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[Editorial] Ex-cons in elections

Voters should weed out unqualified candidates

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Published : 2014-05-20 20:47
Updated : 2014-05-20 20:47

Political parties and candidates are shifting into high gear for the June 4 local elections, for which official campaigning will start Thursday.

A total of 8,994 candidates have registered to run for 3,962 posts, including governors and mayors of the 17 provinces and metropolitan cities, chief administrators of 226 smaller local governments, nearly 3,700 local council members and 17 education superintendents.

Like in elections elsewhere, we cannot expect only candidates who are capable and have high ethical standards to run. Nevertheless, National Election Commission data about the criminal records and tax irregularities of the candidates is truly disturbing.

The NEC data shows that 3,433 of the candidates have at least one entry on their criminal records, which means 4 out of 10 candidates have broken the law. The data listed those whose convictions resulted in punishment of 1 million won in fines or heavier and many of the offenses include traffic violations and other misdemeanors.

The problem, however, is that there are habitual law-breakers. One candidate has as many as 16 items on his criminal record and two more have 15 criminal convictions each.

Also astonishing is that the ex-cons running in the elections include those who were convicted of such crimes as drunken driving, violence, drug offenses, prostitution, gambling, fraud and embezzlement. It is frightening even to imagine that they could serve as our representatives.

Tax records in the NEC data also show there are many shameless candidates. A total of 106 candidates have taxes in arrears, while 150 more did not pay a single won in taxes during the past five years. It is ridiculous that tax dodgers want to represent the people even without clearing their records as tax delinquents by paying due taxes.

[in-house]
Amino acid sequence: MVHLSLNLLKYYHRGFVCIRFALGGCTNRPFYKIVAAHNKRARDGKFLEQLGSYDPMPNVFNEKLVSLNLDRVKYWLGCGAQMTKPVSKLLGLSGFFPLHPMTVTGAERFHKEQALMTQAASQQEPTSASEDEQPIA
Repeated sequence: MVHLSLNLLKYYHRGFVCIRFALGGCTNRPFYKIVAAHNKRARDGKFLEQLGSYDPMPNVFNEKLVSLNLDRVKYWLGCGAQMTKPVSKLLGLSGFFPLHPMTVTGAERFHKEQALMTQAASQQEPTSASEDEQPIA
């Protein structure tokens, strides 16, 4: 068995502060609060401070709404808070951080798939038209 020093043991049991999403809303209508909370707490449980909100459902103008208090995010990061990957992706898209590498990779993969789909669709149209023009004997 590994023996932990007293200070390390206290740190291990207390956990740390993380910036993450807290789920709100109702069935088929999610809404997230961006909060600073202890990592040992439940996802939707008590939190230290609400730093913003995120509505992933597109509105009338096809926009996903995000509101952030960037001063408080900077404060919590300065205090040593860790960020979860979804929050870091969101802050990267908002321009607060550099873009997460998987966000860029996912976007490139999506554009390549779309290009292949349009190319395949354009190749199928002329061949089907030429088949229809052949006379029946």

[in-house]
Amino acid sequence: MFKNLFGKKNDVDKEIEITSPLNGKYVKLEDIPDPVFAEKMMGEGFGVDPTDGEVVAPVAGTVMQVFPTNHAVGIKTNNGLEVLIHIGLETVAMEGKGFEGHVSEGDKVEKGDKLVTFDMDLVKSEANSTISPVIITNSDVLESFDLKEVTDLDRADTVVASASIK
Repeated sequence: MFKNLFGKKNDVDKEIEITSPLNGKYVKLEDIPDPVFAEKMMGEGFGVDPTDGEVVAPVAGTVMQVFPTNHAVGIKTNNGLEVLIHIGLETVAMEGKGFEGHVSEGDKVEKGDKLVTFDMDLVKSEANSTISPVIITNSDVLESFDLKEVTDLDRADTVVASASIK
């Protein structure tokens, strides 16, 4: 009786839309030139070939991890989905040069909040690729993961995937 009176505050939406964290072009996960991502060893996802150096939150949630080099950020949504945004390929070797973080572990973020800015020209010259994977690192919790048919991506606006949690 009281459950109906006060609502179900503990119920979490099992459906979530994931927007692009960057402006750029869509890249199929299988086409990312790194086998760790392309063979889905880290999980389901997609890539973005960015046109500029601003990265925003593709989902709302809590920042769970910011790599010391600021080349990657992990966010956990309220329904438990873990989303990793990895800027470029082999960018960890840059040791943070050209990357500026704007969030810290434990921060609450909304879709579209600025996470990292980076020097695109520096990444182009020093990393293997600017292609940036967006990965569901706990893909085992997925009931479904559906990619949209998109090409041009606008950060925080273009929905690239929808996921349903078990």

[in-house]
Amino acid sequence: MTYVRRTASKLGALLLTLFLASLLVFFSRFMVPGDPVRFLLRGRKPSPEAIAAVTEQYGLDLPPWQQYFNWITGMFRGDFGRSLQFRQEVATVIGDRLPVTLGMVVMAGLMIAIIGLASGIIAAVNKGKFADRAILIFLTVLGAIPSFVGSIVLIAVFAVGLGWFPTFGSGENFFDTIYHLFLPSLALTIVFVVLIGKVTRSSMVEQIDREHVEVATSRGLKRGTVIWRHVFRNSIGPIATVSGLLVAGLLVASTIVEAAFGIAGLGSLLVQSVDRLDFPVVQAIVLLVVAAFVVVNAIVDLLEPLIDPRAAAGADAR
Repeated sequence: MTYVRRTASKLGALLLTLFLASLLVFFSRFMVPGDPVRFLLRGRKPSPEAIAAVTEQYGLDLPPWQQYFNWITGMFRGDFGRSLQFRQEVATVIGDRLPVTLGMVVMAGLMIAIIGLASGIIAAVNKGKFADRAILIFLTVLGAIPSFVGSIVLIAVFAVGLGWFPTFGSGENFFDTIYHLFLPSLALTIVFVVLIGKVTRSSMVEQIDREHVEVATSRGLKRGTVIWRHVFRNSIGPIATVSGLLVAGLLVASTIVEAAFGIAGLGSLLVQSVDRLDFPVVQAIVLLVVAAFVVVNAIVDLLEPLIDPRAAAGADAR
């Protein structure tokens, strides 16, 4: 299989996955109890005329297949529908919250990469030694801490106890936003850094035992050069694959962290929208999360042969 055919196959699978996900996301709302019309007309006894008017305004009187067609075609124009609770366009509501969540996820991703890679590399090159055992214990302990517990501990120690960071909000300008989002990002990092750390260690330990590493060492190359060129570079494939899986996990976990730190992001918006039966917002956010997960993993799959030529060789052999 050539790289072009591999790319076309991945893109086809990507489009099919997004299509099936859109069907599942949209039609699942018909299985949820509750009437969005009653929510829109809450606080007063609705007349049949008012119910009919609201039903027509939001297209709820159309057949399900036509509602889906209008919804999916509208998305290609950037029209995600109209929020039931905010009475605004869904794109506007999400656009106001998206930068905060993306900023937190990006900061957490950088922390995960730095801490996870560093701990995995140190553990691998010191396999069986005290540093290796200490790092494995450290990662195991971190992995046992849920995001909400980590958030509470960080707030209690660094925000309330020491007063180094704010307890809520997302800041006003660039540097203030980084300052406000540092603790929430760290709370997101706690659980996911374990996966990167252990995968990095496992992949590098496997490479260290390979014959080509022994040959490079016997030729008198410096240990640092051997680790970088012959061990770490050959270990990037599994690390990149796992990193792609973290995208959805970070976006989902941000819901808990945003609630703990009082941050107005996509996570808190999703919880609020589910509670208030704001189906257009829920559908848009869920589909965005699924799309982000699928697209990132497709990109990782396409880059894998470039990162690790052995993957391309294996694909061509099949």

In short, the local elections are crowded with criminals, tax dodgers and other bad guys who are seeking public positions, which will have a significant influence on the nation’s political culture as a whole, as well as local autonomy and residents’ lives.

The generous election laws that make these habitual ex-cons and tax dodgers eligible for elected posts should be strengthened. If not, there are few means to keep them from seeking election to public office. Political parties, in this sense, are to blame for the situation.

The ruling Saenuri party nominated four candidates who have nine entries on their criminal records, while the main opposition New Politics Alliance for Democracy is backing two who have eight items on their criminal records.

As such, it is down to voters to weed out unqualified, unethical candidates. Just a quick browse of the information the NEC mailouts to voters about each candidate’s criminal records and tax infractions will reveal many people who we should never vote for.

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